Also applicable –when the linguistic gap between the learner’s filter language and the target standard languages is considerable-are: R2-R7, T6.


(17)           Second language learning:


(R1)            In learning a second language which is not a link language in the network to which the learner belongs, the target is the same as in all modern foreign language teaching (T1)—namely, to be able to listen speak, read, and write it in a manner approximating that of the educated native speaker of that language.


(R2)            But, in learning a second language which serves as a link language in the network to which the learner belongs, this target is not likely to be realistic.  (The reasons that follow also apply to some extent to a standard language like Hindi or Colloquial Arabic to learners in their widely dispersed areas.) To the extent that Hindi or English are vehicles of Indian life, the emergence of Indian Hindi of Indian English as distinct from Hindi-Hindi or English- English is not only inevitable but also functional.  It is functional because this is one way in which the non-native learners make it “theirown”.  It is in evitable because of the frequency with which the link language is used between two non-native speakers and taught by a non-native teacher who serves as a model to the learners in his charge.


(R3)            Linguistic and cultural resemblances (if any) in the form of obvious cognates and borrowing (excluding “false friends” like ślkṣa) ‘education’ in Hindi and ‘punishment’ in Marathi) should be exploited in establishing a working base in the beginning.  Such resemblances leading to parallelism of structures and meanings should make for a some what freer use of translation in initial practice and subsequent practice.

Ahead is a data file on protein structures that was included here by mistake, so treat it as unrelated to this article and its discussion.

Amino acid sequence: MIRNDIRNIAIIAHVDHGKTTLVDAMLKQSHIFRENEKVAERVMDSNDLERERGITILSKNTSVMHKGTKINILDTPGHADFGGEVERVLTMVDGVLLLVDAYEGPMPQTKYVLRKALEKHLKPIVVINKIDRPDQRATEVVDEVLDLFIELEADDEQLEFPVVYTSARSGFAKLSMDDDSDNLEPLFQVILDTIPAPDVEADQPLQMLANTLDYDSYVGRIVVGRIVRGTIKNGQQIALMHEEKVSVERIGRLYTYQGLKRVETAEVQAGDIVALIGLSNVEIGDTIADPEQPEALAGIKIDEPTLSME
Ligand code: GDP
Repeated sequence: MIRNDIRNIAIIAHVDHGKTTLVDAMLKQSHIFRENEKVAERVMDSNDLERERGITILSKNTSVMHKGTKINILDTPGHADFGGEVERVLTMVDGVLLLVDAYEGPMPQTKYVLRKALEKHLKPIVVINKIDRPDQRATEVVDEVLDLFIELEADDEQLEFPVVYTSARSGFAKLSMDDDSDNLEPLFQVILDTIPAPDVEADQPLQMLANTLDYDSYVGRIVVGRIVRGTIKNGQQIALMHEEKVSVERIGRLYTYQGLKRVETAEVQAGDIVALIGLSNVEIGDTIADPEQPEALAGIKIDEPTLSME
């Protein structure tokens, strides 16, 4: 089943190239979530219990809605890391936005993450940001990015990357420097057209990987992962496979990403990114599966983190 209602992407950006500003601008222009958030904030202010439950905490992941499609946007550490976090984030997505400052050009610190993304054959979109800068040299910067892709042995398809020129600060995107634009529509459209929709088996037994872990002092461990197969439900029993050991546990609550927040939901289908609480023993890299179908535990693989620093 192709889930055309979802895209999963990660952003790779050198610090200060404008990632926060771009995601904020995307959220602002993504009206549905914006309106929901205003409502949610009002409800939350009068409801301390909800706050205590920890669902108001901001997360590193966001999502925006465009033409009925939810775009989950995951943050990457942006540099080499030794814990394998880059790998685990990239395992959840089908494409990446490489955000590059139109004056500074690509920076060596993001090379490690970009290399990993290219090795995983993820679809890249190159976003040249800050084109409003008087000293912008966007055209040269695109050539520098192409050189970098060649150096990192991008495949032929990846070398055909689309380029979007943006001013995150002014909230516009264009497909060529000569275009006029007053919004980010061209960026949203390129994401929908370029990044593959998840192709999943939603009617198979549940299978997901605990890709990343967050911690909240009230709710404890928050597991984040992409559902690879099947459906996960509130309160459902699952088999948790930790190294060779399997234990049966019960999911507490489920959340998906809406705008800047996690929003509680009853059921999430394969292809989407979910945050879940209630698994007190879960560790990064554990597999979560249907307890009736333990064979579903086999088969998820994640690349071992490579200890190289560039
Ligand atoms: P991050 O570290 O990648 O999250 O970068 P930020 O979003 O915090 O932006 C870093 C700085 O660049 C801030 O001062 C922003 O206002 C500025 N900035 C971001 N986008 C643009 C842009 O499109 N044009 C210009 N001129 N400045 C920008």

(R4)            A guarded use of the learner’s language as a medium of instruction is not harmful if limited to unobtrusive glossing of presented texts (without making the learner repeat them, without “sye Kai māne billi ) verbal explanations, and classroom formulas (“your turn”) and not extended to translation by way of initial and subsequent practice.  Even in such cases it should be replaced by the target language at the earliest opportunity (e. g., using paraphrase or associative pairing for glossing new vocabulary items).  A ritually perfect direct method involving slow pace and extensive use of objects, actions, and pictures may be unsuitable or impractical with adult learners, though it can work well with children.  I the verbal explanations of pronunciation and grammar in the text-book are as self-contained and clear as possible, the teacher can dispense with reading them aloud or reproducing them in the class-room –thus the learner’s language will not obtrude in the classroom experience.


          (R5)          The careful staging and sequencing of grammatical tools and structures and of vocabulary items –especially the former –is especially important in second and foreign language teaching.  This can save much costly and heart –breaking remedial work later on—prevention is always better than cure.  More useful and better learnable items should come first so as to establish a working basis: learnability is promoted by having small enough installments: items between which there is bad carry –over should be separated: items between which there is good carryover should be in the favourable order: items between which there is no carry-over (e. g., bits of verbal and nominal structure) should be put in the same stage so that they help to create a working base.